The Impact of Stress on Our Health By Ben Lindau, Daniela Garcia, Tiffany Lau
What is stress? • Stress is a state of mental or emotional strain or tension resulting from adverse or very demanding circumstances. • ( This basically means that it is the body’s reaction and way of handling a certain circumstance which causes you to have problems.) • Not all stress is bad. Sometimes, an excited or happy feeling can be a form of stress. (Something good that you worry about.) Example: Homework, tests, sports games, or even family can be sources for stress. Good stress can come from winning a sports game, getting good grades on a test, and maybe being anxious for an event.
What happens when a person is under stress? There are many reasons why people get stressed. When you have stress, you may feel:
Stress Hormones • Cortisol: Cortisol is very important for our bodies. It helps maintain the state of a healthy blood pressure. Also, it is what creates energy for the body by stimulating fat and carbohydrate metabolism for fast energy. • Norepinephrine: Norepinephrine is also important for our bodies. This hormone is similar to adrenaline, which makes you react and be attentive of what is going on. It also helps to shift blood flow away from areas where it is not essential and instead transmit that blood to important areas such as the muscles. • Overall, these hormones are very important when you are stressed because they keep you alert of what is going on and you are more aware of what will happen next, “fight or flight” which is a natural instinct and is used to respond to a threatening situation.
Stress Hormones (explained) • Cortisol: The problem with Cortisol in times when you are stressed, depending if your stress is intense or not, is that it starts building up over the years, which may lead to a condition called “Cushing’s syndrome”. This syndrome can affect your body in many different ways because it includes a lot of symptoms which people will not enjoy. For example, • Weight gain • High Blood pressure • Mood swings and Muscle weakness. • Norepinephrine: This is another major stress hormone that can sometimes be dangerous. If the level of norepinephrine rises rapidly, then it can cause panic attacks. The more stress you have will determine the amount of this hormone piling up inside for the next time you get stressed. If the norepinephrine levels get high, then the time it would normally take you to relax will increase and the effect of stress may not fade for longer (than usual) periods of time. Therefore, you will not be able to recover the way you did before.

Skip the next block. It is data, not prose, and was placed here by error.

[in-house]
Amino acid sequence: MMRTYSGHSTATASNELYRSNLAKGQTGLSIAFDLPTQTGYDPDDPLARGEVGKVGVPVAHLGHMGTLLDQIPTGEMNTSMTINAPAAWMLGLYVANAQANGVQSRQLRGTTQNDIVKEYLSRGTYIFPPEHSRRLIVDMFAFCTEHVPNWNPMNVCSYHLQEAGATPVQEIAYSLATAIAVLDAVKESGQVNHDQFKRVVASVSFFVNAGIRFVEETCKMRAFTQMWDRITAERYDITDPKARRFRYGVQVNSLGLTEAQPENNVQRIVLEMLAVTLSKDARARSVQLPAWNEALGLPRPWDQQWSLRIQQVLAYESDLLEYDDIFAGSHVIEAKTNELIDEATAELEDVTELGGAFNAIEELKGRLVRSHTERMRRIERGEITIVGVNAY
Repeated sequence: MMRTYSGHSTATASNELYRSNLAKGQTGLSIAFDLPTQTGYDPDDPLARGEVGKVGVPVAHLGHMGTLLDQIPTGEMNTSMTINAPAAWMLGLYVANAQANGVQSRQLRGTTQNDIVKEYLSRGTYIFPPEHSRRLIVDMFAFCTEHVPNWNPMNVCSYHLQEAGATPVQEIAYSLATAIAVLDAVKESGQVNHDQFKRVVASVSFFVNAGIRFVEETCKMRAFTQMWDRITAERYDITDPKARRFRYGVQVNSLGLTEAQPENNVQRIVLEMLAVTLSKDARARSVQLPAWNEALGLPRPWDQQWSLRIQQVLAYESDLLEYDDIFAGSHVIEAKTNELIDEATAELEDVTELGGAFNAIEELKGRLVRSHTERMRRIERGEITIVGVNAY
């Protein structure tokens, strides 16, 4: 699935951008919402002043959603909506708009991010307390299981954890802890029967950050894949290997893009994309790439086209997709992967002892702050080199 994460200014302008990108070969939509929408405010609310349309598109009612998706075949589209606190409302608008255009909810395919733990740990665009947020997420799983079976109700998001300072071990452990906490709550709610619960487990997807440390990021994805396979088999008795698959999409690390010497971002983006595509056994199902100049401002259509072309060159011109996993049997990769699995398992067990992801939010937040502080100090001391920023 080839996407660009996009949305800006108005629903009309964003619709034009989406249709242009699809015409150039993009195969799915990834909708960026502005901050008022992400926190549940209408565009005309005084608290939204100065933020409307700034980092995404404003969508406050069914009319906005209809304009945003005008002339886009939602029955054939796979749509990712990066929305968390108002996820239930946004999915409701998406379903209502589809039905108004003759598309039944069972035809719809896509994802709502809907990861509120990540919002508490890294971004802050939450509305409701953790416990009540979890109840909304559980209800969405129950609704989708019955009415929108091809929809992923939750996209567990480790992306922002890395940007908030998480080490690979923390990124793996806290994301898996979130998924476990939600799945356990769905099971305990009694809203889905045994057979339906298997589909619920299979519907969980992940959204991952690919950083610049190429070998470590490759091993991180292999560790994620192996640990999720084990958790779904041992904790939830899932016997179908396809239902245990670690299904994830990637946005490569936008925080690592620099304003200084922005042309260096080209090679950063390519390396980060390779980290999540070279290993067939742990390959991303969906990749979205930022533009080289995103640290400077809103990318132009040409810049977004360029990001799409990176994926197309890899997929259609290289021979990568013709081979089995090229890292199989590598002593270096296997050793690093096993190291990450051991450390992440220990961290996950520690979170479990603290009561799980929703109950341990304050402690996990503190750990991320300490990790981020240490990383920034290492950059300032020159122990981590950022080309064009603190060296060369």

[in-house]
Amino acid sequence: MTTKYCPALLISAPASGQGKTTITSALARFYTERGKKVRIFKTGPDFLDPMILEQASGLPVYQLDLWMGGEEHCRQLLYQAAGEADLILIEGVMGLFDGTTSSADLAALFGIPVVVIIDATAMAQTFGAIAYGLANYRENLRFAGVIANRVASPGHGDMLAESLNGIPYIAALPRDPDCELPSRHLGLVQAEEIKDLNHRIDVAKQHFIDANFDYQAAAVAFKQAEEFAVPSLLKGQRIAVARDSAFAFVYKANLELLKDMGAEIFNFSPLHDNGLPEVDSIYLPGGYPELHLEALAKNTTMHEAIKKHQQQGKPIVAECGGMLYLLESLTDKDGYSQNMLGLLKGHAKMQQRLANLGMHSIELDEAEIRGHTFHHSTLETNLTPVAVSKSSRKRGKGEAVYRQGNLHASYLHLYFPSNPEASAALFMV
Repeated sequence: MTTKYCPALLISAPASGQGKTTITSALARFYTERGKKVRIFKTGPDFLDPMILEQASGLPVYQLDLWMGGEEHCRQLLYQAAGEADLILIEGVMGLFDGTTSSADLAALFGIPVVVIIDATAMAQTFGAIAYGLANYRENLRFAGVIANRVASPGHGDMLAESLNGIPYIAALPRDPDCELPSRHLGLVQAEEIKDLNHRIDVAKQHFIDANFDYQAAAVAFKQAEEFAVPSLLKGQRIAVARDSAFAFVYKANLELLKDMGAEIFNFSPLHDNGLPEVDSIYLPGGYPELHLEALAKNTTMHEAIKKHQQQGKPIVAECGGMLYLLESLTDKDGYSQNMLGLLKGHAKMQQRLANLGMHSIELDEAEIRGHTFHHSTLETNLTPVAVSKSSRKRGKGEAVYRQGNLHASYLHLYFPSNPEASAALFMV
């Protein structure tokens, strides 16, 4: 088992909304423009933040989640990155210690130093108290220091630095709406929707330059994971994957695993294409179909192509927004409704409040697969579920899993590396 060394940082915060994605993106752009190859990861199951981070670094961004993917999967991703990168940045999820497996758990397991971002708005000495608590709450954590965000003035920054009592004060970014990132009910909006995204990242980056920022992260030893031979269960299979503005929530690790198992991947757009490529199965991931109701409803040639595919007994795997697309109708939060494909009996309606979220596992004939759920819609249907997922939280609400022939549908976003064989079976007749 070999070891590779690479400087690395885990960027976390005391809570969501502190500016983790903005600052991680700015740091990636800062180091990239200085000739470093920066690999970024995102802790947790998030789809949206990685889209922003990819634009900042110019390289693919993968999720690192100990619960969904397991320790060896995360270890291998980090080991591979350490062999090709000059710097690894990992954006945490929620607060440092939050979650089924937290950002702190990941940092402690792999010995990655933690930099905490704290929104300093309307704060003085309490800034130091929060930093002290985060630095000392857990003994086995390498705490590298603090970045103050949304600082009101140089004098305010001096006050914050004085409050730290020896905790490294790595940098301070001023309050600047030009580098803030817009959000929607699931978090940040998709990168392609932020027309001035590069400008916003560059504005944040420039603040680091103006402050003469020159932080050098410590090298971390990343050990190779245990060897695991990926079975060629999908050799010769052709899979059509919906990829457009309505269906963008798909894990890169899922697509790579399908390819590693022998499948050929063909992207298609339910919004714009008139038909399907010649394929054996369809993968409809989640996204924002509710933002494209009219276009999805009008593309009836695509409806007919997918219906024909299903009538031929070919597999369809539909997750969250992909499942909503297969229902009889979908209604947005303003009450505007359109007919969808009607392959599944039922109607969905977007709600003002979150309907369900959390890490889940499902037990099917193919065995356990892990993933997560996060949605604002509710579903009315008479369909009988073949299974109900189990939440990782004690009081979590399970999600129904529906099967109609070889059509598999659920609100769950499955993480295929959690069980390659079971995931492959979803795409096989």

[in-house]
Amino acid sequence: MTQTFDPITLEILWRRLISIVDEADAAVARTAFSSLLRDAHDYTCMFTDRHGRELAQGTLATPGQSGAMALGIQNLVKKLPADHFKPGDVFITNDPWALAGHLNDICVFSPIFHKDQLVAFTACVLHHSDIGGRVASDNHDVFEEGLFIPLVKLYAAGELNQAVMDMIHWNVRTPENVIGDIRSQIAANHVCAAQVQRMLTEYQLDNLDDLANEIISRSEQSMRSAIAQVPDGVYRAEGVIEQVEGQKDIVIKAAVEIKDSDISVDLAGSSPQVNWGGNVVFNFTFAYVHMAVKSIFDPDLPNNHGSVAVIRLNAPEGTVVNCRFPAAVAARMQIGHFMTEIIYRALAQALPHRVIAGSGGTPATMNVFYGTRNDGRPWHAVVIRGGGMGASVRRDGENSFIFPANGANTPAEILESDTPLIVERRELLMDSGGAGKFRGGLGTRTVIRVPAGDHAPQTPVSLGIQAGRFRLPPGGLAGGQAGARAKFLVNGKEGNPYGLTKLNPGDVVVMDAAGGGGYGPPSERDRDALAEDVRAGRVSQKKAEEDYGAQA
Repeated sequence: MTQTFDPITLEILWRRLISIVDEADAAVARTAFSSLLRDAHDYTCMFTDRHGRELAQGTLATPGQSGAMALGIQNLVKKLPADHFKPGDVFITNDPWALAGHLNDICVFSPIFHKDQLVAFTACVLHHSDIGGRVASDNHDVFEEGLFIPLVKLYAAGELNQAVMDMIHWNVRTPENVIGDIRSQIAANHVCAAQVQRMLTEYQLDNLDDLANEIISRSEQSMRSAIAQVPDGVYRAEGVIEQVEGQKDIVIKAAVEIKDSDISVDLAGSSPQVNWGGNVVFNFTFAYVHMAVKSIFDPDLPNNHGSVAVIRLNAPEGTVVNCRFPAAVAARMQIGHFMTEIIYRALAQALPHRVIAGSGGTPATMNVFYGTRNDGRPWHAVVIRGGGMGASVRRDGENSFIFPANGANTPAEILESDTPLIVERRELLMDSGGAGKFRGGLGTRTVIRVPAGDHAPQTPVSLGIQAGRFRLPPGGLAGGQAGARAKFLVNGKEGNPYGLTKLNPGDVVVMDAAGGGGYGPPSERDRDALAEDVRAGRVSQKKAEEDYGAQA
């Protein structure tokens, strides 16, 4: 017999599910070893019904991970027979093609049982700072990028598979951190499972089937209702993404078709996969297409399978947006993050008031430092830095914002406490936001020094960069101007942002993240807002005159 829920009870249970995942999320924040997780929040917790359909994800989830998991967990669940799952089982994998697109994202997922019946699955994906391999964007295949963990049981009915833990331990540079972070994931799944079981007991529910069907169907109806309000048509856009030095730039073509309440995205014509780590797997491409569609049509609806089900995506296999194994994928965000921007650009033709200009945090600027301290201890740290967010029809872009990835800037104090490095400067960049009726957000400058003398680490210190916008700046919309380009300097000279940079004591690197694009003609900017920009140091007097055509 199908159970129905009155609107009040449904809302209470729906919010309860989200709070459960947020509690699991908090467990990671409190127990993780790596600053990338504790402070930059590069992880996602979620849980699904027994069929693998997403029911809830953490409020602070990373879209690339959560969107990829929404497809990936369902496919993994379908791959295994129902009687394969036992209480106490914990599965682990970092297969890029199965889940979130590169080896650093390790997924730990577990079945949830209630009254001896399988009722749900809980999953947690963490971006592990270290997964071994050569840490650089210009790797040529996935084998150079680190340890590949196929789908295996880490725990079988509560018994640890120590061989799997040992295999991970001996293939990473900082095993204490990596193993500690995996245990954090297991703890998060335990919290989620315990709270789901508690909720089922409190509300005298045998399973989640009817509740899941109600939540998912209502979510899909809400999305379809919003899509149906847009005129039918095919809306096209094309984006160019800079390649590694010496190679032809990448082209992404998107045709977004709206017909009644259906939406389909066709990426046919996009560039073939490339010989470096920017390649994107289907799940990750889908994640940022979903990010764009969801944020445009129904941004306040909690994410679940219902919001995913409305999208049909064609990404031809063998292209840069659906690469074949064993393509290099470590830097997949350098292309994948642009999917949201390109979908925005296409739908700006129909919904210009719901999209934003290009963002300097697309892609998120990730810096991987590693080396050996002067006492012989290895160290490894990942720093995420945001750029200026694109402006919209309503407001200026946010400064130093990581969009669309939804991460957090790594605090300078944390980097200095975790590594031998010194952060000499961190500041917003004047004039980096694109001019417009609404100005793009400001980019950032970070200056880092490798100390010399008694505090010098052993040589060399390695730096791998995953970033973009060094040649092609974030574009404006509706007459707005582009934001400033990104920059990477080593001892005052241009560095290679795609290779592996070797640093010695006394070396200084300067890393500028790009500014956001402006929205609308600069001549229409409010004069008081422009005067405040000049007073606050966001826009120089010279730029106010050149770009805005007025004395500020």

Sources • Janet M. Torpy, MD, Writer , ( October 10, 2007) “ Chronic Stress and the Heart” MedlinePlushttp://vsearch.nlm.nih.gov/vivisimo/cgi-bin/query-meta?v%3Aproject=medlineplus&query=effects+of+stress+on+the+heart&x=0&y=0 • Various sources for article( Look up in website),( June 16 2011) “Stress and Anxiety” MedlinePlus http://www.nlm.nih.gov/medlineplus/ency/article/003211.htm • Authors: Melinda Smith, M.A., Robert Segal, M.A., and Jeanne Segal, Ph.D.( Last updated: July 2013). “ Stress symptoms, signs and causes.” Helpguide.orghttp://www.helpguide.org/mental/stress_signs.htm Melissa Conrad Stöppler, MD ( unknown date). “Stress, Hormones and Weight Gain” Medicine. Nethttp://www.medicinenet.com/script/main/art.asp? articlekey=53304 Unknown author, (April 20, 2011) “Stress Management- Effects of Stress” WebMD http://www.webmd.com/balance/stress-management/stress-management-effects-of-stress Familydoctor.org staff, (November 2010) “Cushing syndrome” MedlinePlus/ FamilyDoctor http://vsearch.nlm.nih.gov/vivisimo/cgi-bin/query-meta?v%3Aproject=medlineplus&query=too+much+cortisol.&x=0&y=0 and http://familydoctor.org/familydoctor/en/diseases-conditions/cushings-syndrome.printerview.all.html